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Sixty new technologies aim to cut convoys to forward operating bases

By C. Todd Lopez

WASHINGTON (May 15, 2015) -- Army research to reduce the use of fuel and water, and to reduce waste output at forward operating bases, or FOBs, promises to dramatically reduce the number of convoys and hours Soldiers are exposed to threats.

About 60 new technologies are being tested as part of a sustainability project that was on display at the Pentagon, May 14, at the first "DOD Lab Day" there. Dozens of Army researchers and scientists from Army labs around the nation put their most interesting research projects on display for viewing by Pentagon officials and the press.

Ben Campbell, of U.S. Army Natick Soldier Research, Development, & Engineering Center, is the lead systems engineer of the Army's Sustainability Logistics Basing - Science and Technology Objective Demonstration. During the DOD Lab Day, May 14, 2015, at the Pentagon, he discussed some of the technologies his team is evaluating to reduce fuel use and water use on Army installations. In the courtyard of the Pentagon, he had a small model of an Army base camp, one that would house about 50 Soldiers, labeled to indicate where several of the technologies his team is evaluating for the Army might be put to use.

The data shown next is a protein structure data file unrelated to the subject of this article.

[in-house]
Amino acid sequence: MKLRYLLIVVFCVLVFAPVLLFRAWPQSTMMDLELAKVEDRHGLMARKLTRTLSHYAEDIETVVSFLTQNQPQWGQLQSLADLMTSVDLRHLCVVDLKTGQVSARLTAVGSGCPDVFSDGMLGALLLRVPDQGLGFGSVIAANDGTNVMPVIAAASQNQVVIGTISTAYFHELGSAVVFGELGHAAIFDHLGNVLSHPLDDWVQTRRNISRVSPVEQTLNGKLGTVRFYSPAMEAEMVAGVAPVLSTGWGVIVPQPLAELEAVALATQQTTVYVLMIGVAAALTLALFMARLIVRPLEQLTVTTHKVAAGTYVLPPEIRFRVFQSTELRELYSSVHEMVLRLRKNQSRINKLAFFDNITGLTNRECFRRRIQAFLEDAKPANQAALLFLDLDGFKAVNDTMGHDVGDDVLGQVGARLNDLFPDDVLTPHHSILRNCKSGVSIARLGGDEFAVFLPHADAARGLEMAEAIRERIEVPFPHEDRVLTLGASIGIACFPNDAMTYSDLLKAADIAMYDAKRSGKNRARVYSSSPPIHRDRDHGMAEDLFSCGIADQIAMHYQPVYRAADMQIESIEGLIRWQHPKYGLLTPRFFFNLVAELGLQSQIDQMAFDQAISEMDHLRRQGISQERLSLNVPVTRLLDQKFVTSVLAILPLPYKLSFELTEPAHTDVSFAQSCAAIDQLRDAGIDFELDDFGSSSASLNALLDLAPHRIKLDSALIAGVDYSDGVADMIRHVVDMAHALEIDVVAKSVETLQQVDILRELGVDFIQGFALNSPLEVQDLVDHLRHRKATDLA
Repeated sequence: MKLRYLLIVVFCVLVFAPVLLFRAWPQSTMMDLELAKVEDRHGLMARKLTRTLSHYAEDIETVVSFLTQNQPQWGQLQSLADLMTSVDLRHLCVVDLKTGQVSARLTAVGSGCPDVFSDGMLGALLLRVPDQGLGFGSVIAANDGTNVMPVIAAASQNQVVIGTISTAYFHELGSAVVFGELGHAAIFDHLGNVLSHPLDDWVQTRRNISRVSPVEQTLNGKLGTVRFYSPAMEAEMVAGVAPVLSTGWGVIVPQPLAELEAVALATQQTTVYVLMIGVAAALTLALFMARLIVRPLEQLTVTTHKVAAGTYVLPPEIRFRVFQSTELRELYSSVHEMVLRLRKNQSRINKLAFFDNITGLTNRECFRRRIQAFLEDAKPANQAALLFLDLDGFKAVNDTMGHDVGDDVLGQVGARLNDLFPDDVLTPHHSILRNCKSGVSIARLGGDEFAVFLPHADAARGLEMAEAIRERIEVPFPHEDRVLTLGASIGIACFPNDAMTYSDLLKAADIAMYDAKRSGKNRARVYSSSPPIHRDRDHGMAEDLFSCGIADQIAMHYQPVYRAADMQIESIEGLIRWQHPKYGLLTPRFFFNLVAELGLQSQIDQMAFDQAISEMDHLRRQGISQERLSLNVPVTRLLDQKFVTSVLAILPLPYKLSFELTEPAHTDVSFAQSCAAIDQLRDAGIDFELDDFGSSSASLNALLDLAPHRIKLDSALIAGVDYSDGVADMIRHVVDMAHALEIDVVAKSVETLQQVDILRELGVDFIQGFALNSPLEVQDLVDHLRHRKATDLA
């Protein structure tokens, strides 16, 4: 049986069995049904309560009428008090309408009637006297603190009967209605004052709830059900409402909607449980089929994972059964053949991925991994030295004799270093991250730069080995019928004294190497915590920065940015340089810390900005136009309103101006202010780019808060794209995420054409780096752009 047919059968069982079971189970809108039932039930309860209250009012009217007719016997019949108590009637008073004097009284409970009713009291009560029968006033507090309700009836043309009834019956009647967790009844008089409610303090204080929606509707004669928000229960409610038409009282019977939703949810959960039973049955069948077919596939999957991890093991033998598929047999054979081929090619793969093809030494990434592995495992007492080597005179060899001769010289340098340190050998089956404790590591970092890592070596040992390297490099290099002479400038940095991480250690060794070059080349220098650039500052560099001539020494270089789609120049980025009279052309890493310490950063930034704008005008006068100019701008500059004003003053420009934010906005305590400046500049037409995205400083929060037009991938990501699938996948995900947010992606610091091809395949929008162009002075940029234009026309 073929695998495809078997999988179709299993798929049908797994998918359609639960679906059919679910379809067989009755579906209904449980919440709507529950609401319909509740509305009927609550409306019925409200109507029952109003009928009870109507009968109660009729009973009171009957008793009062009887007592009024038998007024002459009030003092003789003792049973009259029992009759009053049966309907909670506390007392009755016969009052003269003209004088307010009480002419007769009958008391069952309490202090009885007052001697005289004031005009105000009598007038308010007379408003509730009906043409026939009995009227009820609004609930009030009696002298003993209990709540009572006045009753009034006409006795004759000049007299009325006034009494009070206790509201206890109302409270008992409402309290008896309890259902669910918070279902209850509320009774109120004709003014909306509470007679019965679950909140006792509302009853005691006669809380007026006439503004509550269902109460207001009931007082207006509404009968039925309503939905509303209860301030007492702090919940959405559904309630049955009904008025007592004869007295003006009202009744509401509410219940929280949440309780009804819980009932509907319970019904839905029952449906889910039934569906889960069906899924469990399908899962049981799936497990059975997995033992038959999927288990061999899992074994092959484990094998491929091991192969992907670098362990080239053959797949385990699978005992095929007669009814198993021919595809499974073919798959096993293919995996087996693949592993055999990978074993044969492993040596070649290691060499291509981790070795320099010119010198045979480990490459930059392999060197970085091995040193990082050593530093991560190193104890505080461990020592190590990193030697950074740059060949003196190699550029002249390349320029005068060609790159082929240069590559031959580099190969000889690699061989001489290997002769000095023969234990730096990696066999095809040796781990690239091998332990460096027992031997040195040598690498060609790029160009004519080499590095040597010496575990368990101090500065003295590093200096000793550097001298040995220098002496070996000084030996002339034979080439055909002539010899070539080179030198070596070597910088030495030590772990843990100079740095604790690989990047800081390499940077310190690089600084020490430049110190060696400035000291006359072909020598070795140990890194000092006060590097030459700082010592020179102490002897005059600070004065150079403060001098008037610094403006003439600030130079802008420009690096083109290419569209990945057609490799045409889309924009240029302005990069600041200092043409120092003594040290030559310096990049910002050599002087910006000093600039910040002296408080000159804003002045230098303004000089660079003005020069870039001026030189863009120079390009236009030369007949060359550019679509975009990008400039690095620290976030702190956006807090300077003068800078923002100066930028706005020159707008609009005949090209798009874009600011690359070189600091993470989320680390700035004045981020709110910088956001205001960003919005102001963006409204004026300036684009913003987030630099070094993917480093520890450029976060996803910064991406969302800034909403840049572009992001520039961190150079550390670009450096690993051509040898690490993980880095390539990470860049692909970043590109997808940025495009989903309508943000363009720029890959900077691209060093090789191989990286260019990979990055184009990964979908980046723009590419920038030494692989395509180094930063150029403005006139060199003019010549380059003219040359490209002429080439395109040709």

Ben Campbell of U.S. Army Natick Soldier Research, Development, & Engineering Center, is the lead systems engineer of the Army's Sustainability Logistics Basing - Science and Technology Objective Demonstration.

In the courtyard of the Pentagon, he had a small model of an Army base camp, one that would house about 50 Soldiers, labeled to indicate where several of the technologies his team is evaluating for the Army might be put to use. Included among those was a system that pulls drinking water from the air, a nanogrid power management system, bidirectional on-board vehicle power systems and shading systems to reduce the amount of power needed to cool shelters.